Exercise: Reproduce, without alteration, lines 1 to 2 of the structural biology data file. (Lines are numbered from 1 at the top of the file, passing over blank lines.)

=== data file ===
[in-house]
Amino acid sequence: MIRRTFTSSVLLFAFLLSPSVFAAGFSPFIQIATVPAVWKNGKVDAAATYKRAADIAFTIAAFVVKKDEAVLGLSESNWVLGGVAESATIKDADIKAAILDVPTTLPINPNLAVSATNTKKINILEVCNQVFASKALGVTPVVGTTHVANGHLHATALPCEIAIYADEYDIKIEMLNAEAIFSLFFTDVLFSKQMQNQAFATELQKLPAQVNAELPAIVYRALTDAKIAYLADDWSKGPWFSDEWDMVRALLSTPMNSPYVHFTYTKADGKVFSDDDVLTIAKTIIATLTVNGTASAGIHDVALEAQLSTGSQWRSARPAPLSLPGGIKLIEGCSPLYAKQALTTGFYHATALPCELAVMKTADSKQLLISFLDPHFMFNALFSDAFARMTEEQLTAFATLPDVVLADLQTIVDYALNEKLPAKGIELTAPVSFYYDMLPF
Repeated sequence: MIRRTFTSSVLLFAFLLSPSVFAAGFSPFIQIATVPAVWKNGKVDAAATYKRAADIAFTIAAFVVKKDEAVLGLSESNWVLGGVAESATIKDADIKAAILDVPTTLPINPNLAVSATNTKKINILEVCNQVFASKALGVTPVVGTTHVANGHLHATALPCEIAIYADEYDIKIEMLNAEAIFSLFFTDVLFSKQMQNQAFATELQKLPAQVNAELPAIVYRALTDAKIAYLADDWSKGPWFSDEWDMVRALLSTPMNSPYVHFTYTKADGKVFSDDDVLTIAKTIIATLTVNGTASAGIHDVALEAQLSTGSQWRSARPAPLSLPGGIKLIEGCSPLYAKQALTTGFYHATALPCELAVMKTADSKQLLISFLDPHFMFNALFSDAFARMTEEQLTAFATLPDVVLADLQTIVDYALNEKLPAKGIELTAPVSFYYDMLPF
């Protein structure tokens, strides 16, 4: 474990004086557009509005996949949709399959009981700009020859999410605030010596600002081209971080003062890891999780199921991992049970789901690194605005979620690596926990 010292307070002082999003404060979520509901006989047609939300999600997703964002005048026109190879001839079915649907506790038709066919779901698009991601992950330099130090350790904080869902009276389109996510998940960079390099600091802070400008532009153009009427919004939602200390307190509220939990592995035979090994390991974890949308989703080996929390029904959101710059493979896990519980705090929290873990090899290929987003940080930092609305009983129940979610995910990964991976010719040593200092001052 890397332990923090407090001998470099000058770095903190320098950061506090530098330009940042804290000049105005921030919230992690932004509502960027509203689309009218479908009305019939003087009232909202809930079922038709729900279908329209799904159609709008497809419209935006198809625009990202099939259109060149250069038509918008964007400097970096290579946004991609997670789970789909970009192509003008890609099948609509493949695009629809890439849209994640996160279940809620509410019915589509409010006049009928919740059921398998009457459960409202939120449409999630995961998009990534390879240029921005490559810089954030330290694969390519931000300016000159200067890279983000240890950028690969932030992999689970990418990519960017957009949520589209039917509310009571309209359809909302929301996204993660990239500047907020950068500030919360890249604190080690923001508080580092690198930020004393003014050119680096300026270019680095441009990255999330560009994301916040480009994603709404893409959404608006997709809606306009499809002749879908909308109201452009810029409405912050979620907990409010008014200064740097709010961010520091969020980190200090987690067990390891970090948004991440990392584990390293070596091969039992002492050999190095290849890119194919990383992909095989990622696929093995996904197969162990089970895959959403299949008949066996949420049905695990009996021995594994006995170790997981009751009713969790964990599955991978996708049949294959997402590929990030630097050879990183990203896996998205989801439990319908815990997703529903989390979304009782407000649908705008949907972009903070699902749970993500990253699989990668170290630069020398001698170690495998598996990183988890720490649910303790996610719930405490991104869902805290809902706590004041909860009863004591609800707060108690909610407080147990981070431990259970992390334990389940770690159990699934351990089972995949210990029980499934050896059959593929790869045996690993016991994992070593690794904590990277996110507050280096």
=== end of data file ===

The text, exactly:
[in-house]
Amino acid sequence: MIRRTFTSSVLLFAFLLSPSVFAAGFSPFIQIATVPAVWKNGKVDAAATYKRAADIAFTIAAFVVKKDEAVLGLSESNWVLGGVAESATIKDADIKAAILDVPTTLPINPNLAVSATNTKKINILEVCNQVFASKALGVTPVVGTTHVANGHLHATALPCEIAIYADEYDIKIEMLNAEAIFSLFFTDVLFSKQMQNQAFATELQKLPAQVNAELPAIVYRALTDAKIAYLADDWSKGPWFSDEWDMVRALLSTPMNSPYVHFTYTKADGKVFSDDDVLTIAKTIIATLTVNGTASAGIHDVALEAQLSTGSQWRSARPAPLSLPGGIKLIEGCSPLYAKQALTTGFYHATALPCELAVMKTADSKQLLISFLDPHFMFNALFSDAFARMTEEQLTAFATLPDVVLADLQTIVDYALNEKLPAKGIELTAPVSFYYDMLPF